6) Complexity arises because there are many energy accounts and many ways to transfer energy from one account to another. Even though every energy exchange might be simple, when we put all of the exchanges together the total system is complex. Energy might collect in one place, for example evaporated water in the tropical atmosphere, and it might be lost and deposited some place else, for example ice sheets in Greenland. There is the possibility of transfer of large amounts of energy between these collections of energy. (Looking Under the Cloak of Complexity
7) The Earth’s climate is constrained by the processes that govern the transfer of energy from one account to another. Well-known rules, or laws, govern the way that energy is transferred. They are strictly and precisely defined. The Earth’s climate can be quantified by accounting for the energy. Because of the laws that govern energy transfer, we can in principle make credible estimates of the Earth’s climate in the future. (The Free Market and the Climate Model
8) It takes time for energy to move around to the different energy accounts. For example, a lot of energy can be stored in the ocean for long periods of time. Long? Compared to what? Long compared to the atmosphere and perhaps compared to the life times of humans. Ice sheets have had life times of hundreds of thousands of years, and they represent the accumulation of many years of energy transport. (Looking Under the Cloak of Complexity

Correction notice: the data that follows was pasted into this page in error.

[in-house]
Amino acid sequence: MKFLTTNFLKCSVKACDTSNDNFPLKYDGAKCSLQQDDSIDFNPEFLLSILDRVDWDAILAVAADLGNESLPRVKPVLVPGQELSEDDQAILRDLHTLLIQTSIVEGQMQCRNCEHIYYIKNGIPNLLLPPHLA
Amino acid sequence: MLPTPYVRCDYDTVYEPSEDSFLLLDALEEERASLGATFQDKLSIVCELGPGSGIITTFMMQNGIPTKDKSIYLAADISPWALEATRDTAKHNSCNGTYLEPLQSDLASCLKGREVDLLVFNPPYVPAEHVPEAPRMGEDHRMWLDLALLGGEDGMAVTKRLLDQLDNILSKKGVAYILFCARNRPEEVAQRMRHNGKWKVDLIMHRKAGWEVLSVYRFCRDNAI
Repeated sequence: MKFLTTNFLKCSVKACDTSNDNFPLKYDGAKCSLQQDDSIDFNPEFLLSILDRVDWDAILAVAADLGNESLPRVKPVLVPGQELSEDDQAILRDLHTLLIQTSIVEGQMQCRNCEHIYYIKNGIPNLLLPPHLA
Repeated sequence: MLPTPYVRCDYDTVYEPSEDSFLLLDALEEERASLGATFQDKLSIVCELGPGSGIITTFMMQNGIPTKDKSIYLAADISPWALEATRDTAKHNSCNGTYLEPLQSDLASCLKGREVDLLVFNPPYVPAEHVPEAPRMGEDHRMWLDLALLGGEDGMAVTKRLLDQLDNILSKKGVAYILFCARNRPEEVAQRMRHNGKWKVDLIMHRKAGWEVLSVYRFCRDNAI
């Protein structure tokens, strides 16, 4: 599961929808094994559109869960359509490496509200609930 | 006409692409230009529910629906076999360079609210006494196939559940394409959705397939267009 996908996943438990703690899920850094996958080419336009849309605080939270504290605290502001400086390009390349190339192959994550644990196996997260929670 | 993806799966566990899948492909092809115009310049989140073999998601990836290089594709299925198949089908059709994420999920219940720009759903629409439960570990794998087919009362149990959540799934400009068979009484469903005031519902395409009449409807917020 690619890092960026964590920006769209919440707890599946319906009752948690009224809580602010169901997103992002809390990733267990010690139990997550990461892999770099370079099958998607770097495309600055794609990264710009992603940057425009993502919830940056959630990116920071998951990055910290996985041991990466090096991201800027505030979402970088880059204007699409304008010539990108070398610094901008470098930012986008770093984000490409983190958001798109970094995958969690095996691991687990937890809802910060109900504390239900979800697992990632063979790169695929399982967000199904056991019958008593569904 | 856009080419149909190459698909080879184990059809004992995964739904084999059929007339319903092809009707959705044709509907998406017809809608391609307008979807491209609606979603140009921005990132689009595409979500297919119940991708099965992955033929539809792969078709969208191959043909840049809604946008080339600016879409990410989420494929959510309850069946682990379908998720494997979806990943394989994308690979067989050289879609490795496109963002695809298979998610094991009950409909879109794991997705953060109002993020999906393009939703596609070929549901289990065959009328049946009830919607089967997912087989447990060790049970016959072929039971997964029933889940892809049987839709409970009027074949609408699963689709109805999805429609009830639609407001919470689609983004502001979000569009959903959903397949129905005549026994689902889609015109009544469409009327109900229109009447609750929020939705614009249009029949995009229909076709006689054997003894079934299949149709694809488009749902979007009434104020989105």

If we use this framework to think about climate, climate models, and climate change, then when we add carbon dioxide to the atmosphere what are we changing? From the point of view of the human on the surface of the Earth, we are changing the amount of time that the energy from the Sun is stored near the surface of the Earth. Some of this energy shows up as an increase in temperature at the surface. Some warms the ocean. Some changes the water budget and the weather. Ultimately, some makes it way back to outer space, but not until after it causes a set of changes important to the person on the surface of the Earth.
Going forward, I will explore more deeply complexity and how we can manage this complexity to make and interpret predictions. Interesting Research: A Change in the Weather ? -
This past summer saw a record low in Arctic sea ice
. (nice blog in Washington Post
) The previous record low was in 2007. There are those who dismiss this as a record low of sea ice because it is from “satellite data,” which are only about 30 years of observations. But I would argue that we can make a pretty convincing argument that these are record lows for, well, thousands of years.
The paper I want to write about is “The Recent Shift in Early Summer Arctic Circulation,”
by James Overland
and co-authors. This paper documents a “shift” in the Arctic climate that has persisted through the past 6 years (2007 – 2012). This shift is in the atmospheric circulation, and it is described as an increase in atmospheric surface pressure on the North American side of the Arctic and a decrease in pressure on the Siberian side. (To get this perspective, look down on a map of the Earth from above.) This circulation pattern has been especially strong in June.